Coping with Workplace Bullying - Skylark Counselling

Workplace harassment and violence happens more frequently than you may think. A 2017 Canadian survey found that 60% of respondents had experienced workplace harassment and/or violence at one time or another (Employment and Social Development Canada, 2017). Considering the prevalent nature of workplace harassment, it is important to understand what it is so that you can recognize it when it happens and have some ways to cope with it. 

Harassment can occur in many forms and refers to any action or comment by someone that is meant to humiliate, degrade, offend, or intimidate another person (Hango & Moyser, 2018). That person may be a colleague, supervisor, customer, employee, client, or someone else. Workplace harassment may involve verbal abuse, such as condescension or degradation. It may involve acts of discrimination based on age, gender, sex, gender, or cultural identity. It may also include physical forms of harassment, such as threats of harm, physical assault, or sexual assault (Hango & Moyser, 2018).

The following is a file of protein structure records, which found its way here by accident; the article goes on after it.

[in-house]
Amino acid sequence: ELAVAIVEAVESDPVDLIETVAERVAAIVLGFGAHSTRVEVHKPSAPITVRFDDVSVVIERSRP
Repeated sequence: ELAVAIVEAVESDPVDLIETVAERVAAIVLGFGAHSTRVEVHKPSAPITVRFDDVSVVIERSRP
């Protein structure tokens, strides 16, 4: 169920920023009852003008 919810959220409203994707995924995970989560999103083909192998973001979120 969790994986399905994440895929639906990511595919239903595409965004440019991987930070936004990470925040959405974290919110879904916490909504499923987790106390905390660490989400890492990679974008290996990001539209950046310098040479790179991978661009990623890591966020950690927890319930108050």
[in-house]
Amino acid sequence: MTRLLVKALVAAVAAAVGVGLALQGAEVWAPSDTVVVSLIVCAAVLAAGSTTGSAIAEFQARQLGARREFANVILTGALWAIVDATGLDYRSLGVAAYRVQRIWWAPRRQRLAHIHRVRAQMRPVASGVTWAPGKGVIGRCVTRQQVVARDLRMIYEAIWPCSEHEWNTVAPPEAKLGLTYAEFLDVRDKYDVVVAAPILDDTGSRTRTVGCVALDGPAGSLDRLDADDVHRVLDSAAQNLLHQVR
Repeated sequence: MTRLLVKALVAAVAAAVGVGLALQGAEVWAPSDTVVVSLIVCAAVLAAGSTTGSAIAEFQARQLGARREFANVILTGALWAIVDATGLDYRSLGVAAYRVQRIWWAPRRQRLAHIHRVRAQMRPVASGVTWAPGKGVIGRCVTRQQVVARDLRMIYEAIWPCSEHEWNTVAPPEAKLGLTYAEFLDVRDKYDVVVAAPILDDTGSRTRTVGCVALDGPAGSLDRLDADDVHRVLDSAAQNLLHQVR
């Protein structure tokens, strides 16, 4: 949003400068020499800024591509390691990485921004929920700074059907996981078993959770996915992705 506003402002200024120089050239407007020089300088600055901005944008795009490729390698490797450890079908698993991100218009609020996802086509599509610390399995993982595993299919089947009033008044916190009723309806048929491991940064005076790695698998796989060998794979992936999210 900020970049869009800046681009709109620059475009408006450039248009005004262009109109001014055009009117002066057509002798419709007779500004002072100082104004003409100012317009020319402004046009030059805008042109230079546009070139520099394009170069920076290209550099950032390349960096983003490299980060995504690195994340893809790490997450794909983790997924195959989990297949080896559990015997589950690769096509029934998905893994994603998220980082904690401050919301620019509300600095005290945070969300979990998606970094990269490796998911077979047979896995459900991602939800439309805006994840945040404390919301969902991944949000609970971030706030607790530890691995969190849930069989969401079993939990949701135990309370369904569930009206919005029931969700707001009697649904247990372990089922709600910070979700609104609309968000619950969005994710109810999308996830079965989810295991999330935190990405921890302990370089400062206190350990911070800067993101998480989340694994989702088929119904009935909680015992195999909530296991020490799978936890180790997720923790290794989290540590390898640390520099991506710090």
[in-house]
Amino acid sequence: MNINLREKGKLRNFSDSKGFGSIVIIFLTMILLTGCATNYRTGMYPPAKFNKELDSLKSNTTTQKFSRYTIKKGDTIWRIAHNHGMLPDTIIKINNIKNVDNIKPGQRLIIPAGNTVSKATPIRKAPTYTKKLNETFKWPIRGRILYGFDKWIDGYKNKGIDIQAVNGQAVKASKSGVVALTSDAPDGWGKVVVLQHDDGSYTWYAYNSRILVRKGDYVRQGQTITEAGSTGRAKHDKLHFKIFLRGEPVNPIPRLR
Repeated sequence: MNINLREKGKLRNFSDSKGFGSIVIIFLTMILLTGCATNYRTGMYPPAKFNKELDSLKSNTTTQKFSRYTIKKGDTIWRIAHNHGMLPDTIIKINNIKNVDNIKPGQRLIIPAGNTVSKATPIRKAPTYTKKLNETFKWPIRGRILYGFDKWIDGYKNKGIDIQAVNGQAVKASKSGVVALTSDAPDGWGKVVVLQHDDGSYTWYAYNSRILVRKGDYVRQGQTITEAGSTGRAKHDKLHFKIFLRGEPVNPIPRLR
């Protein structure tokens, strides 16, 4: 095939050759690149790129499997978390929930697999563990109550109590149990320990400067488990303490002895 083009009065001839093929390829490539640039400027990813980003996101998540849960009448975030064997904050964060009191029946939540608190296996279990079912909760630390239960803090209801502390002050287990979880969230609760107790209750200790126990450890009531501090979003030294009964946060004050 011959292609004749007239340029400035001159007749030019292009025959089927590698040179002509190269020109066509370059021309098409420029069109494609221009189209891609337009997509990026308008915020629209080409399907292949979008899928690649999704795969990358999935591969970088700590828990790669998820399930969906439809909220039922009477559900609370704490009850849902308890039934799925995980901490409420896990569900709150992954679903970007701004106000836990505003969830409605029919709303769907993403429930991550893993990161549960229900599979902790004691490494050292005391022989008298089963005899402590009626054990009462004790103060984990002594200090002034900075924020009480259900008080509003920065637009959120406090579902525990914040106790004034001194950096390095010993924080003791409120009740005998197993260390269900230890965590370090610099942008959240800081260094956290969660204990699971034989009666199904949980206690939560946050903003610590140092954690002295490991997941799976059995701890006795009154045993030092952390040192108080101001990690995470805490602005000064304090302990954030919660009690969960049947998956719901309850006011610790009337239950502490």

If you are someone who has experienced workplace harassment, you know how difficult it can be to get up and go to work every day. You may experience a range of emotions on the daily, including fear, anxiety and stress. You may feel stuck and at a loss about what to do. Not feeling safe at work as a result of workplace harassment can have serious impacts on a person’s physical as well as their mental health.

Here are some steps that you may consider in trying to cope with workplace harassment:

  1. Review your Workplace’s Policy

It is legally required for employers of workplaces to have a policy in place that communicates how they plan to ensure that their workplace is a safe work environment free of bullying, discrimination, and harassment (Ramusovic, 2020). Ask for access to this policy, as it should outline who to speak to about workplace harassment and what steps can be taken to manage the situation (Ramusovic, 2020).